Bishop Morneau's Column|
"Reflection on the Readings"
|Bishop Robert Morneau
Be an instrument of God's love and light
We must pass on the tradition of living a Eucharistic life
April 20, Holy Thursday
By Bishop Robert Morneau
Questions for Reflection:
1. What does the washing of the feet of the disciples symbolize for you?
2. Do you see the Eucharist more as sacrifice or banquet?
3. Does the Last Supper impact on your own understanding of the family meal?
One way to enter deeply into the great feast days of the Church is to memorize and pray the opening
prayer of the liturgy. Quite often, that prayer summarizes the themes and meanings of the celebration.
As we celebrate this Holy Thursday let us take that opening oration and ponder the richness of its
God our Father, we are gathered here to share in the supper which your only Son left to his Church to
reveal his love.
The revelation of God's love takes the form of service. While at table, Jesus not only enters into
intimacy with the disciples through conversation, but he also dramatizes his love by washing their feet
in a profound symbol of what leadership is all about. All of this prefigures the ultimate act of love,
which is total self-donation.
Our Lord prepared the disciples for his impending death and, even though they did not understand at the
time, they would later comprehend what the washing of feet meant and why love is revealed primarily
in terms of sacrifice.
He gave it [the supper] to us when he was about to die and commanded us to celebrate it as the new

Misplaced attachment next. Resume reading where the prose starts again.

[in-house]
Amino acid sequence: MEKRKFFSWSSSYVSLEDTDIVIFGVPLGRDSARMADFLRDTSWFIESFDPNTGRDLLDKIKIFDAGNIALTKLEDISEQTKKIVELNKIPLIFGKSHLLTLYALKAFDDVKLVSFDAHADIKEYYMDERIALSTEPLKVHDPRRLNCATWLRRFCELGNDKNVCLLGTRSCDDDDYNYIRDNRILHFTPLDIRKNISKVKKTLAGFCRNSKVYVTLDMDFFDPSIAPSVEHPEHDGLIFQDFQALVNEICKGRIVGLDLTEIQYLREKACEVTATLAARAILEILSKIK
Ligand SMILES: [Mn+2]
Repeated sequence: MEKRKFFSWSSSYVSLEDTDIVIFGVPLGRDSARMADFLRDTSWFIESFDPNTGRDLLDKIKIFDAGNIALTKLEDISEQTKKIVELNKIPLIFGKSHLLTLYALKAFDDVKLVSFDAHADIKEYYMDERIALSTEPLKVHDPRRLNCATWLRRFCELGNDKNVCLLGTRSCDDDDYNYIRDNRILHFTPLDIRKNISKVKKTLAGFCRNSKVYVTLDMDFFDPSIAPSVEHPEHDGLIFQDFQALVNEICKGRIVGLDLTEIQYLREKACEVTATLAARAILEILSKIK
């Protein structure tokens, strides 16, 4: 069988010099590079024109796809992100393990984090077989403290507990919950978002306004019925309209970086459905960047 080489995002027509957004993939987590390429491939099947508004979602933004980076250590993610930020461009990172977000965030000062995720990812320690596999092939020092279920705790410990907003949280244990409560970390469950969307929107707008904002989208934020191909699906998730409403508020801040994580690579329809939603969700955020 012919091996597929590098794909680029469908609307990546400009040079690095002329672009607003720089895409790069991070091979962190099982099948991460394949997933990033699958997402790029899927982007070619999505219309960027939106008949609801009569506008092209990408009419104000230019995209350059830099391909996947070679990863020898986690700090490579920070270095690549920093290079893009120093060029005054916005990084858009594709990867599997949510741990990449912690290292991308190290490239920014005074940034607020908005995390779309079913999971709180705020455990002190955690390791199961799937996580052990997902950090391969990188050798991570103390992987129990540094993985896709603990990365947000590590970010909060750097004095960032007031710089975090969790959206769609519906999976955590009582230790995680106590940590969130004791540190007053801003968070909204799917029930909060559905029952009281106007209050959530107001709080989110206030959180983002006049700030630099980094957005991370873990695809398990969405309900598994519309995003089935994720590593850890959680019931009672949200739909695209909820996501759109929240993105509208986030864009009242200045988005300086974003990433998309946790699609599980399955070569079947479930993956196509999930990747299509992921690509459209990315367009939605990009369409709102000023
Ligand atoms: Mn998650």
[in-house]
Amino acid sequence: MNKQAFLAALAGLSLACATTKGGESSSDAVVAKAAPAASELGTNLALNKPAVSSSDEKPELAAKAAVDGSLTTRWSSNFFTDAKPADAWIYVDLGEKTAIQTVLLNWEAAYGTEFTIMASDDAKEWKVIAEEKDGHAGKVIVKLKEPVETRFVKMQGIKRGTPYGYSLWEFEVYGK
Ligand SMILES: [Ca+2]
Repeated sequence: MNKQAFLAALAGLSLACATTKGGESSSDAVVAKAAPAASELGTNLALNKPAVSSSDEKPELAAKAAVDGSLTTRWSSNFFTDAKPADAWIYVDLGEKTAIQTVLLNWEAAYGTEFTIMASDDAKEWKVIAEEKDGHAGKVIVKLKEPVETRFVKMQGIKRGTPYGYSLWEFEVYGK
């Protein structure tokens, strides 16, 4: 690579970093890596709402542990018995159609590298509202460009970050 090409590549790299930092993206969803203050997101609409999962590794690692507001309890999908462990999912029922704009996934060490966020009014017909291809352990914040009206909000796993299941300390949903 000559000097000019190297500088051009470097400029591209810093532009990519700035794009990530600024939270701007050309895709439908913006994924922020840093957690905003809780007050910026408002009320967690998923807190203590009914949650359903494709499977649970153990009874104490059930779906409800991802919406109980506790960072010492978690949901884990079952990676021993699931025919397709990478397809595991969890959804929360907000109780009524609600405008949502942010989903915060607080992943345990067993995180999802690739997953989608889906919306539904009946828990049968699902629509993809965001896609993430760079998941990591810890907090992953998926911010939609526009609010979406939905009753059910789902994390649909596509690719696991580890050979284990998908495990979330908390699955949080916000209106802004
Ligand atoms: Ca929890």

and eternal sacrifice.
When people are about to die most of the energy is centered on how to endure that final moment of life.
Not Jesus. As he faced the mystery of death, our Lord was focused on his Father's kingdom and what
the future would hold for his disciples. Jesus issued a command that they continue to live as he lived,
willing to give one's life for the ransom of many.
Following Jesus is sacrificial love. The Last Supper is more than a banquet; it is the establishment of a
new covenant that will transcend time and, here, on earth, give us a foretaste of the eternal banquet in
We pray that in this Eucharist we may find the fullness of love and life.
Jesus came that we might have life, life to the full. (John 10:10) Jesus came that we might experience
the fullness of God's love for us. Jesus came as the light to the nations, scattering the darkness of sin
and death. Whenever we gather around the table of the Lord, listening to his word and participating in
the sacred meal, we grow toward the full stature of Christ.
As a pilgrim people we never quite arrive. There is always more room for conversion and
transformation. Our prayer is that the Holy Spirit will bring about a renewal of our minds and hearts.
On Holy Thursday we "do this in remembrance" of the Lord. We do Eucharist, taking bread, giving
thanks, breaking it, and sharing it with one another. On this most sacred of nights we recommit
ourselves to be servant leaders, people who take on the vocation of being glad instruments of God's
love, life and light.
St. Paul hands on to us the tradition that was given to him. We, too, hand it on to the next generation
both in teaching and by living a Eucharistic life.
After Communion on Holy Thursday we pray this prayer with the whole Church: "Almighty God, we
receive new life from the supper your Son gave us in this world. May we find full contentment in the
meal we hope to share in your eternal kingdom. We ask this through Christ our Lord."
Holy Week is not an easy time: so much sorrow, so much joy. On this night before Jesus suffered we
join him and his Mystical Body as we renew our calling to be authentic disciples.
(Bp. Morneau is the auxiliary bishop of the Green Bay Diocese.)